Fighter Salaries: The Problems With Revenue Linking

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MMAcca
6/16/08 2:18:35PM
There exists a critical assumption within the business world that most of our theories rely on: the concept of rationality. A rational or "greedy" individual is said to prefer more than less and it is this preference that can be seen in all walks of life. Investors are expecting greater wealth generation, creditors want higher interest rates, buyers want a cheaper price, and sellers want more for their goods. The same can also be said for the relationship that exists between a firm and its employees; no matter how much you pay someone, they're always going to want more.

This is human nature. This is rationality.


Very, very interesting: LINK
imanidiot777
6/16/08 2:22:40PM
Read that one Tito.

I think if MMA became as commonly nationally televised sport like NFL, NBA, MLB, the fighters at that point would have to go get a union but right now it would only stunt the growth.
thatfedorsohotrightnow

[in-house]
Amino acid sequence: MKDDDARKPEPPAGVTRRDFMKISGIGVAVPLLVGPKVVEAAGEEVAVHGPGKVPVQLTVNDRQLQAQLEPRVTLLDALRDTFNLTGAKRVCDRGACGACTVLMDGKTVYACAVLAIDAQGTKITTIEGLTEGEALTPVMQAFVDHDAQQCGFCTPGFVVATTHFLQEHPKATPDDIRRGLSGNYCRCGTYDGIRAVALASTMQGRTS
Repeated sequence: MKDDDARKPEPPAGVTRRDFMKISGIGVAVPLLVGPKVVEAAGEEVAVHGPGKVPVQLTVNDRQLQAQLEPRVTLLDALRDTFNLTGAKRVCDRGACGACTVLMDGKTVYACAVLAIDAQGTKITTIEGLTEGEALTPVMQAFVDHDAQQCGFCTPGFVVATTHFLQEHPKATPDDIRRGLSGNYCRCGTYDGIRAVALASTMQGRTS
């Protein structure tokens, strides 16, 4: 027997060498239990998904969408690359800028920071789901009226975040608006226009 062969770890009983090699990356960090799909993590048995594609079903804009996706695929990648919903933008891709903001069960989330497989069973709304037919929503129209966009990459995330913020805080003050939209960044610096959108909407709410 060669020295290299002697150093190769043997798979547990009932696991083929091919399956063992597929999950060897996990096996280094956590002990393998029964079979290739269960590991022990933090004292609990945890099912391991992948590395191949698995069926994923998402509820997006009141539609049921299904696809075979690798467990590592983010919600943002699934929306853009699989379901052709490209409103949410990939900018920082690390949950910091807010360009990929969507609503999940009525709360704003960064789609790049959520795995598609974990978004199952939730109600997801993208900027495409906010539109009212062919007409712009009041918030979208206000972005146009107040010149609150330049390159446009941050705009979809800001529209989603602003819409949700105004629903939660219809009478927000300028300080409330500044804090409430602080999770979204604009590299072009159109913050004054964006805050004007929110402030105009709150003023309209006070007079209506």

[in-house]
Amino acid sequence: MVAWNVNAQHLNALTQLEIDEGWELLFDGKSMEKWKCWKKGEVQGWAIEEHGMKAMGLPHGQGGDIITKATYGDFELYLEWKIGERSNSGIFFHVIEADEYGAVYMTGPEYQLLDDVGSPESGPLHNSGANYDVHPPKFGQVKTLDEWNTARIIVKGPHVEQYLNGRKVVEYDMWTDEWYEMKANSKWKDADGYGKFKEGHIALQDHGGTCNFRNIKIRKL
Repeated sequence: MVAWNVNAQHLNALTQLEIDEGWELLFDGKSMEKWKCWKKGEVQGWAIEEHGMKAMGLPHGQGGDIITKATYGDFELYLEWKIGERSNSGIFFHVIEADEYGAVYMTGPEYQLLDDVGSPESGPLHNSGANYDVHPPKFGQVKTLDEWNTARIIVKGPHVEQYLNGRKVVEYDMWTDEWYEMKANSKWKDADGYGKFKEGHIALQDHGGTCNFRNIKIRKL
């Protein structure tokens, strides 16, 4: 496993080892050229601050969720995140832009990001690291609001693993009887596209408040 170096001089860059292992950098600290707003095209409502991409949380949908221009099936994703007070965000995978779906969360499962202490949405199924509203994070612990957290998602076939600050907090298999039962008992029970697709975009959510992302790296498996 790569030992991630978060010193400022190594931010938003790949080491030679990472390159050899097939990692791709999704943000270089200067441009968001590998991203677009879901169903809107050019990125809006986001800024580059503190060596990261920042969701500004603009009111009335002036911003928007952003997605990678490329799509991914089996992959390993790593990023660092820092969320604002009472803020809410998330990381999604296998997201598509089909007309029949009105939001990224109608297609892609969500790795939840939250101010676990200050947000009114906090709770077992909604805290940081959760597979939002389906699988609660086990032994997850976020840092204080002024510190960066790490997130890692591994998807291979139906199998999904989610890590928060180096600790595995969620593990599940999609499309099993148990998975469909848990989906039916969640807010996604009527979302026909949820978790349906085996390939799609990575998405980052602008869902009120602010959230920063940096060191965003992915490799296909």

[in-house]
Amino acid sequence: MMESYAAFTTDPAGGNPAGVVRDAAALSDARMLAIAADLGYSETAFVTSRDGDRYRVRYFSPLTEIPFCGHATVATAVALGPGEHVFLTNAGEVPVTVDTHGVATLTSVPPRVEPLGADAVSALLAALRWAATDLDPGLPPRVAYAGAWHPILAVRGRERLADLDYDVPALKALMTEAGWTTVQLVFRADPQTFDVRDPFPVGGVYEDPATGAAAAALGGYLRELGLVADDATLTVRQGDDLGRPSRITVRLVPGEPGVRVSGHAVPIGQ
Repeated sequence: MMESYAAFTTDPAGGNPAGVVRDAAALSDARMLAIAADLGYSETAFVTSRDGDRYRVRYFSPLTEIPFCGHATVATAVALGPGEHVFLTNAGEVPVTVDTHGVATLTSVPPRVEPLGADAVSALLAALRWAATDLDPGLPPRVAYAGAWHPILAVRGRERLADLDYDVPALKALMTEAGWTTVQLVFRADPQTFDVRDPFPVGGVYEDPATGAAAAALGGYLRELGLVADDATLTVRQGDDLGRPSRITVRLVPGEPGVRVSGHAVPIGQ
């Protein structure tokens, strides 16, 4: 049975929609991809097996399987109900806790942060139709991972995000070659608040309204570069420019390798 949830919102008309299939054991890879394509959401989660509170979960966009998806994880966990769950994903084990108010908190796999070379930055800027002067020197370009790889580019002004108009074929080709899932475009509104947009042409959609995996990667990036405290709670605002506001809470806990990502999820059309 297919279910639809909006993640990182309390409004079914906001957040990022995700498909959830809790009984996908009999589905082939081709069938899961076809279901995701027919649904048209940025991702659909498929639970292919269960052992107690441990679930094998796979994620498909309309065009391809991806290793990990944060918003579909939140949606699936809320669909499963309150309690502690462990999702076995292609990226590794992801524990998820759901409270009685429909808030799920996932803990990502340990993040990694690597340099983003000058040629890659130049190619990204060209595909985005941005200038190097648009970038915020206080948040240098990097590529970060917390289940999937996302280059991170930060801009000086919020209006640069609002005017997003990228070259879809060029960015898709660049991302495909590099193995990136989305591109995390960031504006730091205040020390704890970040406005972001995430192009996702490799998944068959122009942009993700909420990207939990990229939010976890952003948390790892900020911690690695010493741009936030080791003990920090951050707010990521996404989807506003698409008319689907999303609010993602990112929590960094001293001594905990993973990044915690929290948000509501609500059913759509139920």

6/16/08 2:52:01PM
At some point the federal gov could say that UFC is subject to anti-trust laws, since they control 90% of the market. UFC would be dealing with a union then.

I understand that to actually pay 30% would be tricky. I always saw that number as evidence that the fighters might have a legit gripe on pay.

A quote from the article...

"So, just for one moment let's assume that an MMA organization's average ballpark cost for one show is $1,000,000 before payouts. Then let's entertain two scenarios:

A.) Revenue for the event is $1,000,000. Thus, fighter payouts are valued at $300,000.
B.) Revenue for the event is $20,000,000. Thus fighter payouts are valued at $6,000,000.

Under Scenario A, the firm loses $300,000.
Under Scenario B, the firm makes $13,000,000."

Has the UFC had a show gross $1,000,000 this millenium? We are talking UFC pay not some hypothetical scrub org.

The first part of the article was logical and I can't argue with it. Point 3 on however...not so much.
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